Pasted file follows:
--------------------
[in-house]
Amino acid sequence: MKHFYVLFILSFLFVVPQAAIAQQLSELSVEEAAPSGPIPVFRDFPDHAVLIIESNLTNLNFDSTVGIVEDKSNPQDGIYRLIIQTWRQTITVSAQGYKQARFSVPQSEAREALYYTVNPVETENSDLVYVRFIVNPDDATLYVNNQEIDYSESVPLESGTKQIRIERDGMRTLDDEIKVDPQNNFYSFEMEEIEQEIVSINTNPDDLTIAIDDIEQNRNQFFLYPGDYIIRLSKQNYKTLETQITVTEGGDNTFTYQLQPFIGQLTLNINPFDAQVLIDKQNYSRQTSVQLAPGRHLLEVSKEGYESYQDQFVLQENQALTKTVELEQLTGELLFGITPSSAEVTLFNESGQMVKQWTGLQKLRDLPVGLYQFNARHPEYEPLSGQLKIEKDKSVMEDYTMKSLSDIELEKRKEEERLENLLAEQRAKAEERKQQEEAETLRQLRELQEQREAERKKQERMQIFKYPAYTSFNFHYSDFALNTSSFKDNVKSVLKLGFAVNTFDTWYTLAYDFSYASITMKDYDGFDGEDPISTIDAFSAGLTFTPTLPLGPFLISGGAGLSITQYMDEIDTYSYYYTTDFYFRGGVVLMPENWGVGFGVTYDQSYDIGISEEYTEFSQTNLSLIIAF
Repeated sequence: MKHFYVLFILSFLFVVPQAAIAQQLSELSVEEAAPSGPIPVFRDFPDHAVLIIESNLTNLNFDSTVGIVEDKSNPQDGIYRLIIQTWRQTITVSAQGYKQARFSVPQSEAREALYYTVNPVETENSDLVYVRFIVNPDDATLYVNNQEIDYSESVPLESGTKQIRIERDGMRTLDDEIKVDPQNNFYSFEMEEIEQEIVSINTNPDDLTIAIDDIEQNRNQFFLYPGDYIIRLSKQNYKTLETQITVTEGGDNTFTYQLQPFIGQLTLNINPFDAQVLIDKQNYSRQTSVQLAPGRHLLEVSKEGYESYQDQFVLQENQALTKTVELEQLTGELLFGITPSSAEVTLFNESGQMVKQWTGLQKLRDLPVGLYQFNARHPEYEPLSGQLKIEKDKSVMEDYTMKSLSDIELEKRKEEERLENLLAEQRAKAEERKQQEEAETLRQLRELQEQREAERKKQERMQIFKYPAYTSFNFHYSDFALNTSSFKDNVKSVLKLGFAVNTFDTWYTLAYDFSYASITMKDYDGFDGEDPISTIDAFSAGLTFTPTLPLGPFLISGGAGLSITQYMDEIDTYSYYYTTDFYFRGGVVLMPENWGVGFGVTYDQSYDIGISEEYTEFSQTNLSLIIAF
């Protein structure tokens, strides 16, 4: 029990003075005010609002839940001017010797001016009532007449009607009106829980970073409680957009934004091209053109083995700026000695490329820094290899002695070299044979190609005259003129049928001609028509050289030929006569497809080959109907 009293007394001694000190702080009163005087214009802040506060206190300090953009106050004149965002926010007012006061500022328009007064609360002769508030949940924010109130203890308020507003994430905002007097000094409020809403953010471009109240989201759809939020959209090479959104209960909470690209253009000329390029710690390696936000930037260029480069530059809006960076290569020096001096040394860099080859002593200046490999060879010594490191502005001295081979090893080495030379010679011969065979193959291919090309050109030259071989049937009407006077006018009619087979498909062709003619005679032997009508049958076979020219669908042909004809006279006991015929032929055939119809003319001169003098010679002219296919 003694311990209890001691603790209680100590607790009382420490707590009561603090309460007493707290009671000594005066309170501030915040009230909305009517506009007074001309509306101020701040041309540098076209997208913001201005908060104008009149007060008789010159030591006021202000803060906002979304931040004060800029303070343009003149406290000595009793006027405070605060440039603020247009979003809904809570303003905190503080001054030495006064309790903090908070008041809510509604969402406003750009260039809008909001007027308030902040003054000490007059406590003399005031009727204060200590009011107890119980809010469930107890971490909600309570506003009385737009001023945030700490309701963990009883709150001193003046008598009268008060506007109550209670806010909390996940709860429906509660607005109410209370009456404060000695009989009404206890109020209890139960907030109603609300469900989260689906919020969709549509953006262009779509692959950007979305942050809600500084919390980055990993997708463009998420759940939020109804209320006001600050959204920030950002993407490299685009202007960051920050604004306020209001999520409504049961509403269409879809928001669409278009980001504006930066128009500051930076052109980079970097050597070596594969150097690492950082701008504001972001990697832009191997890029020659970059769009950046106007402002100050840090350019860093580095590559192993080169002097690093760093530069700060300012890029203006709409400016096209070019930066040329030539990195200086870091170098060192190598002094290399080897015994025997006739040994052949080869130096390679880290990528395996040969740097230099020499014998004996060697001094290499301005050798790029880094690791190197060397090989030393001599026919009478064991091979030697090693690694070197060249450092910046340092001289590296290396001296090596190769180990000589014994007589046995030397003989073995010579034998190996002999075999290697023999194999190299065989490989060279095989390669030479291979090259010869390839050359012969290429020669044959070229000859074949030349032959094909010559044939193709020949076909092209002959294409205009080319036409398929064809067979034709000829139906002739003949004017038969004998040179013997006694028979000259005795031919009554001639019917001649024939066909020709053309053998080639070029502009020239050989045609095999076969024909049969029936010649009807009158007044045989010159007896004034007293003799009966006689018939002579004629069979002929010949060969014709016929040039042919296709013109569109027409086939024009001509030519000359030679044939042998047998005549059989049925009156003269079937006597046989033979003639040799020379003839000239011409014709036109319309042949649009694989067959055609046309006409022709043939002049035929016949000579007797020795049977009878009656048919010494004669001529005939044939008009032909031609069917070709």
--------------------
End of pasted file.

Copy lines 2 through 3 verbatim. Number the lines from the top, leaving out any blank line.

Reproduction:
Amino acid sequence: MKHFYVLFILSFLFVVPQAAIAQQLSELSVEEAAPSGPIPVFRDFPDHAVLIIESNLTNLNFDSTVGIVEDKSNPQDGIYRLIIQTWRQTITVSAQGYKQARFSVPQSEAREALYYTVNPVETENSDLVYVRFIVNPDDATLYVNNQEIDYSESVPLESGTKQIRIERDGMRTLDDEIKVDPQNNFYSFEMEEIEQEIVSINTNPDDLTIAIDDIEQNRNQFFLYPGDYIIRLSKQNYKTLETQITVTEGGDNTFTYQLQPFIGQLTLNINPFDAQVLIDKQNYSRQTSVQLAPGRHLLEVSKEGYESYQDQFVLQENQALTKTVELEQLTGELLFGITPSSAEVTLFNESGQMVKQWTGLQKLRDLPVGLYQFNARHPEYEPLSGQLKIEKDKSVMEDYTMKSLSDIELEKRKEEERLENLLAEQRAKAEERKQQEEAETLRQLRELQEQREAERKKQERMQIFKYPAYTSFNFHYSDFALNTSSFKDNVKSVLKLGFAVNTFDTWYTLAYDFSYASITMKDYDGFDGEDPISTIDAFSAGLTFTPTLPLGPFLISGGAGLSITQYMDEIDTYSYYYTTDFYFRGGVVLMPENWGVGFGVTYDQSYDIGISEEYTEFSQTNLSLIIAF
Repeated sequence: MKHFYVLFILSFLFVVPQAAIAQQLSELSVEEAAPSGPIPVFRDFPDHAVLIIESNLTNLNFDSTVGIVEDKSNPQDGIYRLIIQTWRQTITVSAQGYKQARFSVPQSEAREALYYTVNPVETENSDLVYVRFIVNPDDATLYVNNQEIDYSESVPLESGTKQIRIERDGMRTLDDEIKVDPQNNFYSFEMEEIEQEIVSINTNPDDLTIAIDDIEQNRNQFFLYPGDYIIRLSKQNYKTLETQITVTEGGDNTFTYQLQPFIGQLTLNINPFDAQVLIDKQNYSRQTSVQLAPGRHLLEVSKEGYESYQDQFVLQENQALTKTVELEQLTGELLFGITPSSAEVTLFNESGQMVKQWTGLQKLRDLPVGLYQFNARHPEYEPLSGQLKIEKDKSVMEDYTMKSLSDIELEKRKEEERLENLLAEQRAKAEERKQQEEAETLRQLRELQEQREAERKKQERMQIFKYPAYTSFNFHYSDFALNTSSFKDNVKSVLKLGFAVNTFDTWYTLAYDFSYASITMKDYDGFDGEDPISTIDAFSAGLTFTPTLPLGPFLISGGAGLSITQYMDEIDTYSYYYTTDFYFRGGVVLMPENWGVGFGVTYDQSYDIGISEEYTEFSQTNLSLIIAF